Briefly, the invention provides a handle assembly for a manually operated tool which includes a first elongated handle component having a free end and a tool engaging end adapted for attachment to a tool member and an auxiliary elongated handle component having a free end and a second end adapted for attachment to the first handle component. The auxiliary handle component is provided with at least two mounts axially displaced from each other. The more distally displaced mount is adapted to pivotally attach auxiliary handle component to the first elongated handle component.
 Further objects and advantages of the invention will be apparent from the following detailed description, the accompanying drawings and the attached claims.
FIG. 1 is a perspective view of a shovel with an auxiliary handle attached thereto and with an alternate position thereof shown by phantom lines;
FIG. 2 is a a perspective view of a mounting bracket useful in the practice of the invention;
FIG. 3 is a side elevational view of another tool with an auxiliary handle affixed thereto in accordance with the invention; and,
FIG. 4 is a side elevational view of a shovel in accordance with a further embodiment of the invention.
 Referring more particularly to the drawings there is seen in FIG. 1 a shovel 10 of conventional design having a blade 12 and a handle 14. In accordance with the present invention an auxiliary handle 16 having a grasping handle 17 at its free end is pivotally attached to a bracket 18. As seen more clearly in FIG. 2 bracket 18 has a pair of openings 20 and 21 for pivotally attaching handle 16 to the shovel 10 using a bolt 30. Bolt 30 may be replaced by any other elongated mechanical fastener such as a pin or rivet or a pair of wood screws, if desired.
 A second pair of aligned openings 22 and 23 is provided in the bracket 18 for optionally securing the handle 16 in a fixed position. Also optionally provided are openings 24 and 26 which can, if desired, be used to secure the handle 16 in a fixed axial and rotationally position on the handle 14.
 While bracket 18 is illustrated in a U-shaped configuration, it can be provided in the form of a flat member which can be bent to shape when installed by the user on the handle 14. Also if fixation of the rotational position of the auxiliary handle 16 is considered unimportant, the holes 24 and 26 can be omitted.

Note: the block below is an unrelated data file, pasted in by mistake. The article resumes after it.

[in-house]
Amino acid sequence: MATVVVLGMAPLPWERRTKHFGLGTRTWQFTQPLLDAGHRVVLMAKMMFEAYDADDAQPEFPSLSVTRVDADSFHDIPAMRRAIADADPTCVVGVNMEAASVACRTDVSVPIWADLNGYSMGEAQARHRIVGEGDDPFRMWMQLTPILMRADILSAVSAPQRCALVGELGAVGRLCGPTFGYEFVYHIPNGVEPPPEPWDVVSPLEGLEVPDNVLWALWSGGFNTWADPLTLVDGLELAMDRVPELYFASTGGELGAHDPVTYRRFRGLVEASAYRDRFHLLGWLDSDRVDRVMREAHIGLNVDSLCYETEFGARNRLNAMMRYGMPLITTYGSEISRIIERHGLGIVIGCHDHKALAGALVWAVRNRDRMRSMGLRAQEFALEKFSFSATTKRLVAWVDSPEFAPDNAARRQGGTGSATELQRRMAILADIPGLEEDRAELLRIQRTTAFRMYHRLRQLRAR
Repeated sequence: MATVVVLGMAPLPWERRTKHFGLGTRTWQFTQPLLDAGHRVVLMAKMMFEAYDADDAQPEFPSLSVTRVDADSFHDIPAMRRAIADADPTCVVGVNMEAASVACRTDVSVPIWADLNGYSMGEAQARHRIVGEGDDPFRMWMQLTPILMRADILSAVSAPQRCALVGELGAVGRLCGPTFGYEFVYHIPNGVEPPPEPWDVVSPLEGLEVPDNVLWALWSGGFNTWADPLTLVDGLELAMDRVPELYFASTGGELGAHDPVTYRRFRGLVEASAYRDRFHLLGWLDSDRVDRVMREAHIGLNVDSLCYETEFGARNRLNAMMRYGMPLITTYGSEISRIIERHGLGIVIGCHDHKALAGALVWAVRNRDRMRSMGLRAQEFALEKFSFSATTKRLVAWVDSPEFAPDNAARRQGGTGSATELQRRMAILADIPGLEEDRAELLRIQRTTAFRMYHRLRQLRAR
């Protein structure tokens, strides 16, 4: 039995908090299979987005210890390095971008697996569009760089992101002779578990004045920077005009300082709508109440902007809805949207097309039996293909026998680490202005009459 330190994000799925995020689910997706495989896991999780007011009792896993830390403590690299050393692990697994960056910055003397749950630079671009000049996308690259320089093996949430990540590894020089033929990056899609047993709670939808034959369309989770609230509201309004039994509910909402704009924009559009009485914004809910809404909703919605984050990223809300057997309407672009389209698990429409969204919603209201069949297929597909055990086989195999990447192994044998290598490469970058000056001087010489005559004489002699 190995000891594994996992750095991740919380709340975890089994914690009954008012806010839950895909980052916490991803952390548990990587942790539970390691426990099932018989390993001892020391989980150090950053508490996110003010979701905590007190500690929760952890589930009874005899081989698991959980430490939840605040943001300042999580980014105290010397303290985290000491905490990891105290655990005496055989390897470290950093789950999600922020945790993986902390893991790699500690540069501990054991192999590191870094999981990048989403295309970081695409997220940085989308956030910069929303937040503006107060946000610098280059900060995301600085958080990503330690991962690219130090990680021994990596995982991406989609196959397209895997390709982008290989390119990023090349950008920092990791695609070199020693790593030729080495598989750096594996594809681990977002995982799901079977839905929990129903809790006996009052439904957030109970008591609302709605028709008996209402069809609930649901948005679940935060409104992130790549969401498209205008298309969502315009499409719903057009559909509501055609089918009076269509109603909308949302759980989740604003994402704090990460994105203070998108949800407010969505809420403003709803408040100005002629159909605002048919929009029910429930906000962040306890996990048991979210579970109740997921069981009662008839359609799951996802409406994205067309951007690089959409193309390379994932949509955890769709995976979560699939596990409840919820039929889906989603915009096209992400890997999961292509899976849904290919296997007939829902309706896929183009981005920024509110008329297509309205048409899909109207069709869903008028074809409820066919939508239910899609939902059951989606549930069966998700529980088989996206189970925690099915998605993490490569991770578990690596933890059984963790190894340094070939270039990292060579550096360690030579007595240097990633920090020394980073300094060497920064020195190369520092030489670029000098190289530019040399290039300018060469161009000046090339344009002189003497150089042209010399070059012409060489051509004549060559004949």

Referring to FIG. 3 there is shown a further illustration of the use of the auxiliary handle 16 of this invention. In the embodiment shown in FIG. 3, a conventional hoe 40 is illustrated. Hoe 40 includes a metal shank 42 which supports which supports a hoe blade 44 at generally right angles to a handle 46. As seen, the position of handle 16 can be fixed by the use of a screw, nail etc. inserted through the opening 34. Also two bolts 30 and 32 are installed through the bracket 18 and the fixed end of handle 16. In general it is desired to attach the handle 16 in a fixed position when using the handle on a tool such as a rake, hoe, concrete float, pick ax, etc. which requires a pulling action. The use of the auxiliary handle 16 of this invention enables the user to remain in a more upright position enabling the retention of proper posture. Thus back strain caused by use of the tool is substantially minimized.
 In contrast, the pivotal attachment of the auxiliary handle shown in FIG. 1 is desirable in connection with tool usages which require a swinging motion. In such cases use of the pivoting auxiliary handle allows the body to remain in a correct upright ergonomic alignment to minimize back strain. Such applications include snow shoveling, dirt shoveling, use of a garden or pitchfork, etc.
 The handles of this invention can be constructed of wood, plastic, or if desired, metal, especially a lightweight metal such as aluminum.
 A still further embodiment of the invention is shown in FIG. 4. In connection with this embodiment a shovel 50 is provided with a handle 52 attached to a blade 54 having a free end 56. As seen, handle 52 has a cut away or indented portion 58. The auxiliary handle 60 is pivotally attached by means of a mechanical fastener 62 to the shank 53 of the shovel 50. Handle 60 is provided with a gripping end 64, optionally, the handle 52 can be provided with an aperture therethrough to receive the fastener 62, thus eliminating the need for bracket 53.
 It is contemplated that the auxiliary handle 60 of FIG. 4 would be attached to the shovel 50 at the time of manufacture. Since the handle 60 fits into the recess 58 in the handle 52 an economy of space is provided, facilitating the storage of the shovel 50 when not in use and providing a configuration which is suitable for display at a retail point of sale.
 The foregoing is considered as illustrative only of the principles of the invention. Furthermore, since numerous modifications and changes will readily occur to those skilled in the art, it is not desired to limit the invention to the exact construction and operation shown and described. While the preferred embodiment has been described, the details may be changed without departing from the invention, which is defined by the claims.